Roger Goodell deserves credit for getting tougher on domestic abuse

It is entirely to the credit of National Football League Commissioner Roger Goodell to admit that he ‘‘didn’t get it right’’ when he handed down a paltry two-game suspension to Ray Rice, the Baltimore Ravens running back who allegedly beat his then-fiancee to the point that she became unconscious. In response, Goodell announced new rules, detailed in a letter sent Thursday to the owners of the NFL’s 32 teams. The commissioner now plans to suspend a player for at least 6 weeks for the first offense and banish him from the league for a second offense, although after a year the player can appeal the ruling. These rules finally make domestic violence more serious in the eyes of the NFL than substance abuse, which generally brings a four-game suspension.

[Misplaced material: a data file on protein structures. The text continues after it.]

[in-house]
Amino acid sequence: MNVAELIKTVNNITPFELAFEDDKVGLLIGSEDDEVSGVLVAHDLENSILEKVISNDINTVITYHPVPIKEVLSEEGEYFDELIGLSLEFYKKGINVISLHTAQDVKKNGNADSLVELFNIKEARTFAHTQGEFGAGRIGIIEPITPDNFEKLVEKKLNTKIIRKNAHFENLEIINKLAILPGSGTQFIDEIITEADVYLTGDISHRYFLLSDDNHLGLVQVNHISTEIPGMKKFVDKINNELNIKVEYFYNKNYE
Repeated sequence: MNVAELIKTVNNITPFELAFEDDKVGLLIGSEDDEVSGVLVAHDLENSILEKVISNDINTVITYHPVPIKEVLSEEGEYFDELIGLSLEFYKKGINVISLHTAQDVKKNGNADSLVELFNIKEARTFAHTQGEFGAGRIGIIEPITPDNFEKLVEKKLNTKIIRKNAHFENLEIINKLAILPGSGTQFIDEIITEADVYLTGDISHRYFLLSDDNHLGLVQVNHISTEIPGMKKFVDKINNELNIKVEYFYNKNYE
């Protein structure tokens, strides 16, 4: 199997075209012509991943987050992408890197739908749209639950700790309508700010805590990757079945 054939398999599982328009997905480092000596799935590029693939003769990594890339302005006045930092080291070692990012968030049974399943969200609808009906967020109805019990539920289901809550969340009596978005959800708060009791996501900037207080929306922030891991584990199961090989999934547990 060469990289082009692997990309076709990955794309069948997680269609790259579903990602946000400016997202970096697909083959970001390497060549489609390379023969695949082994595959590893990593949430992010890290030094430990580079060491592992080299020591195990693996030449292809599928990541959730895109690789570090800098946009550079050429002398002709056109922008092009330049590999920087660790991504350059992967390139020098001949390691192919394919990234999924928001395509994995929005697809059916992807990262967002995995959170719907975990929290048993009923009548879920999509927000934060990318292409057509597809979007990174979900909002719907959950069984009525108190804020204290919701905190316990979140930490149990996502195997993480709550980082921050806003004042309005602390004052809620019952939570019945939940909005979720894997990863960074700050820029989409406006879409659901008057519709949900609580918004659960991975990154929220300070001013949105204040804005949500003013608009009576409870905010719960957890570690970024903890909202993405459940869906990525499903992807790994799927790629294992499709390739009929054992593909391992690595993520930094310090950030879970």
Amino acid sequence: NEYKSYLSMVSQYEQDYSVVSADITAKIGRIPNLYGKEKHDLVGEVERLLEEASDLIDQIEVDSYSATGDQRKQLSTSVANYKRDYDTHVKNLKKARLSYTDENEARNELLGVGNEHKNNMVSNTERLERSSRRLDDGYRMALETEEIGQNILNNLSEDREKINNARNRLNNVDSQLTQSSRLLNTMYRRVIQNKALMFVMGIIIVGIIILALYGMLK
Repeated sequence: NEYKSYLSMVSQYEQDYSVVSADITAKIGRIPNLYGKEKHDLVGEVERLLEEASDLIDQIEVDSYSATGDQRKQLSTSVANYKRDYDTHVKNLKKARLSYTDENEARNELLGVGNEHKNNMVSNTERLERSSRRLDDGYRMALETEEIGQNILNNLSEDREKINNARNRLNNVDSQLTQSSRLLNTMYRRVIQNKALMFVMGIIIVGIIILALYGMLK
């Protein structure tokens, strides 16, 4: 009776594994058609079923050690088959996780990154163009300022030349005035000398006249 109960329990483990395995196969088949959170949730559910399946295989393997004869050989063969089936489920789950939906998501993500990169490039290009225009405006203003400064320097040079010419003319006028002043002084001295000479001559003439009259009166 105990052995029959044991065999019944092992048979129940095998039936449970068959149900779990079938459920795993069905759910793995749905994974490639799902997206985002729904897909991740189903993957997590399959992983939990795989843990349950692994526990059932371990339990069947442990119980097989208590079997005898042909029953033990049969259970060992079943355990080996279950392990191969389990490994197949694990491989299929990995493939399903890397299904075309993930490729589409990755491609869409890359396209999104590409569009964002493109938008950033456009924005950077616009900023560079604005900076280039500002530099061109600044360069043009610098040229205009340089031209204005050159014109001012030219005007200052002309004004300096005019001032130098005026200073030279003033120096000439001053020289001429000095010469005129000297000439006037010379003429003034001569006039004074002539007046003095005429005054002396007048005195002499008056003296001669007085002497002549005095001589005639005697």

Goodell will have a chance to show his new toughness in dealing with Carolina Panthers star Greg Hardy, who was convicted in July of assaulting his ex-girlfriend. Hardy has appealed and requested a jury trial, which won’t happen until after the season. But that may be merely a delaying tactic; if Hardy has a strong claim of actual innocence, Goodell would be justified in waiting until after the legal case is complete. If not, the commissioner can send a strong message by applying the six-game suspension immediately.